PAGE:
When analyzing intersecting features of injustice it is clear that there are connections between both race and gender. Statistics show that men of colour are far more likely to be arrested than women. Of the 2.3 million inmates in custody in the United States, 208,300 were women and 2.1 million were men. Black males and Hispanic represented 58% as of 2008, which is the largest percentage of inmates (NAACP). These numbers represent a disappointing flaw within our society. It is important to learn these statistics and question why there is such a significant difference between each race and gender and what we can do to change that. There must exist also a community-wide aspiration to understand and own the values of justice, inclusion, and equity, and how it is that our mutuality calls us to help forge new thinking. Creating an accepting society and eradicating all acts of intersectionality the connectedness of social categorizations of race and gender, white supremacy, oppression, and the many other problematic notions will achieve a safe inclusive place for everyone.

We are all playing key roles in leading our society to change. It is not about agreeing on everything, sharing the same views, or having the same background, it is about sharing acknowledgement, appreciation, and respect for each other. It is important to fight for each other’s equality and to end injustice for all races. Getting involved within your community and unifying for change will create a difference and help make safer and happier lives for everyone. It is time that discrimination within homes, institutions, the justice system, and governance is put to an end. By doing so, we can prevent any more individuals from suffering as Martese Johnson had.

Works Cited

 Aulette, Judy R., and Judith Wittner. Gendered Worlds. Third ed. New York: Oxford    Universty Press, 2015. Print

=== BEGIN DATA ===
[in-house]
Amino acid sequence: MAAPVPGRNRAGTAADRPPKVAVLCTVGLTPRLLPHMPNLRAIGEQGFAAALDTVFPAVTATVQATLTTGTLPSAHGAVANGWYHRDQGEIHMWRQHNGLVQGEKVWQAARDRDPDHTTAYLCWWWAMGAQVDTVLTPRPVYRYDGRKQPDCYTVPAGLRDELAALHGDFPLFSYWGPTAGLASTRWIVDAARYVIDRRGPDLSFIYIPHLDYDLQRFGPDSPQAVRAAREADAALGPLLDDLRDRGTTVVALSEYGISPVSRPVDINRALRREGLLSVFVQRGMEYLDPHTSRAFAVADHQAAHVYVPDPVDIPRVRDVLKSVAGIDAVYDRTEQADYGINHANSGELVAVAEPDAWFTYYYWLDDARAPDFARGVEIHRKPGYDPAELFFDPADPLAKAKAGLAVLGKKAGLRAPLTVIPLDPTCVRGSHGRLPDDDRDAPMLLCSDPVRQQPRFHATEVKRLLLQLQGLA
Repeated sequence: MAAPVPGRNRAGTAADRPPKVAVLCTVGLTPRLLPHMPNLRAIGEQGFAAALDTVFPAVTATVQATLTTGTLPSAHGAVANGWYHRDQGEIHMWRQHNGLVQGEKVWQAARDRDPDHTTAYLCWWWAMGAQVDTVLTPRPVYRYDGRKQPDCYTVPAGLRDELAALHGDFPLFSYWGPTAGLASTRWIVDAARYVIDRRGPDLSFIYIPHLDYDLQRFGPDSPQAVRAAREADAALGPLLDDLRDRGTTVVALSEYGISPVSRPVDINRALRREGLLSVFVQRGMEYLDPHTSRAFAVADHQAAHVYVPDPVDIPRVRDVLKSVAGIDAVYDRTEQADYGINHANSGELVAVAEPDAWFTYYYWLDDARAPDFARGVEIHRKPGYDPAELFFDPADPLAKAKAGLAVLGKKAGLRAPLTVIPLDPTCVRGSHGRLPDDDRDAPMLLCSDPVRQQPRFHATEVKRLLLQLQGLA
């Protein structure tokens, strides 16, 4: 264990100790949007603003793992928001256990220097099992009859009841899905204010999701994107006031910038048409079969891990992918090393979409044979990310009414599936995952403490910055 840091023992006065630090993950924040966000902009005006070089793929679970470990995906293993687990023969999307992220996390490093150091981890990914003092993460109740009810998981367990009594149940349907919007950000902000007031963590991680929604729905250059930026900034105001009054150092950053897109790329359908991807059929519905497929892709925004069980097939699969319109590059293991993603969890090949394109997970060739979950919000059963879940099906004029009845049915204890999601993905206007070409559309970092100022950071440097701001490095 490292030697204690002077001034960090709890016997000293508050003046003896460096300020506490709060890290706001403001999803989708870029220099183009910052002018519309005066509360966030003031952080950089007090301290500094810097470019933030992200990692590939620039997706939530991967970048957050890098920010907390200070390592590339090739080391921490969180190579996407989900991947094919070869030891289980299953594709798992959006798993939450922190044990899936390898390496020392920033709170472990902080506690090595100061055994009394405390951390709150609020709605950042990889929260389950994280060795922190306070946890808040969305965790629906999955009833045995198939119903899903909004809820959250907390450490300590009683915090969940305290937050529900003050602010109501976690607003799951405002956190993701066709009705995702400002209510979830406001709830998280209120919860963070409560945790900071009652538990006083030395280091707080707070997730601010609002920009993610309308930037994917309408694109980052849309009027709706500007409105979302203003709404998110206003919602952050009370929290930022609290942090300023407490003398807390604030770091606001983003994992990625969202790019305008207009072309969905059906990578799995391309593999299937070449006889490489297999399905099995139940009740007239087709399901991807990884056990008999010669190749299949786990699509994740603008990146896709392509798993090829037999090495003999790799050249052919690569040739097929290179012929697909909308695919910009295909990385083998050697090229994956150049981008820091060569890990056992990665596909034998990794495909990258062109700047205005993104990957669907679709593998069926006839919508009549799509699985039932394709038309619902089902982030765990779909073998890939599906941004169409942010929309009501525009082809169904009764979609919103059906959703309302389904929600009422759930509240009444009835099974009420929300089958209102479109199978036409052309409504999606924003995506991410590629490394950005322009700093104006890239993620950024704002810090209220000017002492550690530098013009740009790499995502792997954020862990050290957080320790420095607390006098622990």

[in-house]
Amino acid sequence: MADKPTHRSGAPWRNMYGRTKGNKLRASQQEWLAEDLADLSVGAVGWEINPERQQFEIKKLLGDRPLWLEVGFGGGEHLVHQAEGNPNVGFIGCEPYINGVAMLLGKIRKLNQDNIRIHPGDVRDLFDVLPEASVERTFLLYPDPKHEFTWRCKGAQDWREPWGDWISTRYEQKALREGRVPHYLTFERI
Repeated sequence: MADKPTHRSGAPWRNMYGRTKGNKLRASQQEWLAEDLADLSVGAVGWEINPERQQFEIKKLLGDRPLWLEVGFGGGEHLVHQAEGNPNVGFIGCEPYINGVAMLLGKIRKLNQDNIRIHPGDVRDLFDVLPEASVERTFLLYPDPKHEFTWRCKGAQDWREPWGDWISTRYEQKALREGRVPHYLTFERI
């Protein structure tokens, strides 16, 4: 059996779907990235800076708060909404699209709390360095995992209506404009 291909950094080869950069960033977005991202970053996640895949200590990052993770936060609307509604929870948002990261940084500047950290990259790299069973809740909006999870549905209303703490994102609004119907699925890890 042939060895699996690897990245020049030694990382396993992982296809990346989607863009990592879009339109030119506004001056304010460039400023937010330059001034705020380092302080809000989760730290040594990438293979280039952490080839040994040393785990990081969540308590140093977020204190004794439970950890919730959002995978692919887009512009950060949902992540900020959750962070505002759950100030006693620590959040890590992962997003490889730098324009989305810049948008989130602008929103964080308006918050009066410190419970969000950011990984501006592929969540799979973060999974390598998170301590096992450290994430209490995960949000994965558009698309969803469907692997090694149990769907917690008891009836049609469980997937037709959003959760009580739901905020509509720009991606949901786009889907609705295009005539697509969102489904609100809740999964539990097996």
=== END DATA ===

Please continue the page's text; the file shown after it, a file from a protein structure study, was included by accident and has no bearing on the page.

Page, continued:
Criminal Justice Fact Sheet.” National Association for the Advancement of Coloured People. Web. Accessed 28 Mar. 2015. (


5 thoughts on “The Harsh Reality of Injustice

  1. rau

    Hi mac2121,
    I really enjoyed reading your blog post!
    I am very surprised at the statistic you stated about drug use; “Five times as many white individuals are using drugs as black individuals, yet black individuals are sent to prison for drug offenses at ten times the rate of white individuals”. I am aware that authority figures can often show discrimination in their convictions, however, I would also like to think that they give punishment to those who deserve it considering that is what they are hired to do.
    In your post, you asked “What if the roles were reverse and the brutality was towards a white individual and a police officer of colour, would the judicial results be the same?”. To answer your question, in my opinion there would be circumstances where the judicial results would be the same and other circumstances where it would be different. On one hand I believe that a police officer, no matter the colour of their skin, would be respected in their decisions because they are seen as authority figures who know what they are supposed to be doing in order to keep the world safe. On the other hand, I believe that unless the white male was clearly a member of a minority group, such as a low-class or homeless individual, the judicial system would take extra measures while investigating the situation and not be so quick to jump to conclusions as they would be with a member of a minority group.
    I like your perspective on what needs to be done in order for our society to change: “It is not about agreeing on everything, sharing the same views, or having the same background, it is about sharing acknowledgement, appreciation, and respect for each other”. I think this is so true. There is likely to be no group of people who agree on everything and have the same views. Society needs to learn how to accept each other and their differences if we want to achieve greater peace.
    I’m going to relate your blog post to the topic that I chose, which is the gender equality bake sale, where women had to pay 77 cents for a cookie and males had to pay a full dollar. The roles could easily be manipulated to show the racial privileges. For example, people of colour only have to pay 77 cents whereas Caucasian individuals would have to pay the full dollar. This would be an act that could raise awareness for the often invisible racial privileges that are prevalent in society, such as Martese Johnson’s case.